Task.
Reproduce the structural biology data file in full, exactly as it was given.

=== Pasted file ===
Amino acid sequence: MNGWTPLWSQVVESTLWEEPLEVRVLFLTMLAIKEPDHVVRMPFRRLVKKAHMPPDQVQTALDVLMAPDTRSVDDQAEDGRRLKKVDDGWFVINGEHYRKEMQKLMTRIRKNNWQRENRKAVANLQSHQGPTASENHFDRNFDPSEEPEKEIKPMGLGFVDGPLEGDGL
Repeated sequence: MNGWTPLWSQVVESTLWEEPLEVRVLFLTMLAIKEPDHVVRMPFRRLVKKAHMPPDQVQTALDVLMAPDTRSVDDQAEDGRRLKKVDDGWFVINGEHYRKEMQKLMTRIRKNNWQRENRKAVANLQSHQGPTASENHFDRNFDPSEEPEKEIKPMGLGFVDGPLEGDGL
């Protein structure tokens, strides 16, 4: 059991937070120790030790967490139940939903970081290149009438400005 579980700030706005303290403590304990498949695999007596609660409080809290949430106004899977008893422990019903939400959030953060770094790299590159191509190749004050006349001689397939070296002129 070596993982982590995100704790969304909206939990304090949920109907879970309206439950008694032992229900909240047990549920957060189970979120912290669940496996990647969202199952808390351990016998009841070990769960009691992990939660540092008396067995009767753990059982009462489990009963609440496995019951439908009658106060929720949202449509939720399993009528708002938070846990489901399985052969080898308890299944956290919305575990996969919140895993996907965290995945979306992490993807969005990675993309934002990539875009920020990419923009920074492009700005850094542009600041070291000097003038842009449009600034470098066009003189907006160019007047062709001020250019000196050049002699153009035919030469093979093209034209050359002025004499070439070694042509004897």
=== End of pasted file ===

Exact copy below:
Amino acid sequence: MNGWTPLWSQVVESTLWEEPLEVRVLFLTMLAIKEPDHVVRMPFRRLVKKAHMPPDQVQTALDVLMAPDTRSVDDQAEDGRRLKKVDDGWFVINGEHYRKEMQKLMTRIRKNNWQRENRKAVANLQSHQGPTASENHFDRNFDPSEEPEKEIKPMGLGFVDGPLEGDGL
Repeated sequence: MNGWTPLWSQVVESTLWEEPLEVRVLFLTMLAIKEPDHVVRMPFRRLVKKAHMPPDQVQTALDVLMAPDTRSVDDQAEDGRRLKKVDDGWFVINGEHYRKEMQKLMTRIRKNNWQRENRKAVANLQSHQGPTASENHFDRNFDPSEEPEKEIKPMGLGFVDGPLEGDGL
């Protein structure tokens, strides 16, 4: 059991937070120790030790967490139940939903970081290149009438400005 579980700030706005303290403590304990498949695999007596609660409080809290949430106004899977008893422990019903939400959030953060770094790299590159191509190749004050006349001689397939070296002129 070596993982982590995100704790969304909206939990304090949920109907879970309206439950008694032992229900909240047990549920957060189970979120912290669940496996990647969202199952808390351990016998009841070990769960009691992990939660540092008396067995009767753990059982009462489990009963609440496995019951439908009658106060929720949202449509939720399993009528708002938070846990489901399985052969080898308890299944956290919305575990996969919140895993996907965290995945979306992490993807969005990675993309934002990539875009920020990419923009920074492009700005850094542009600041070291000097003038842009449009600034470098066009003189907006160019007047062709001020250019000196050049002699153009035919030469093979093209034209050359002025004499070439070694042509004897």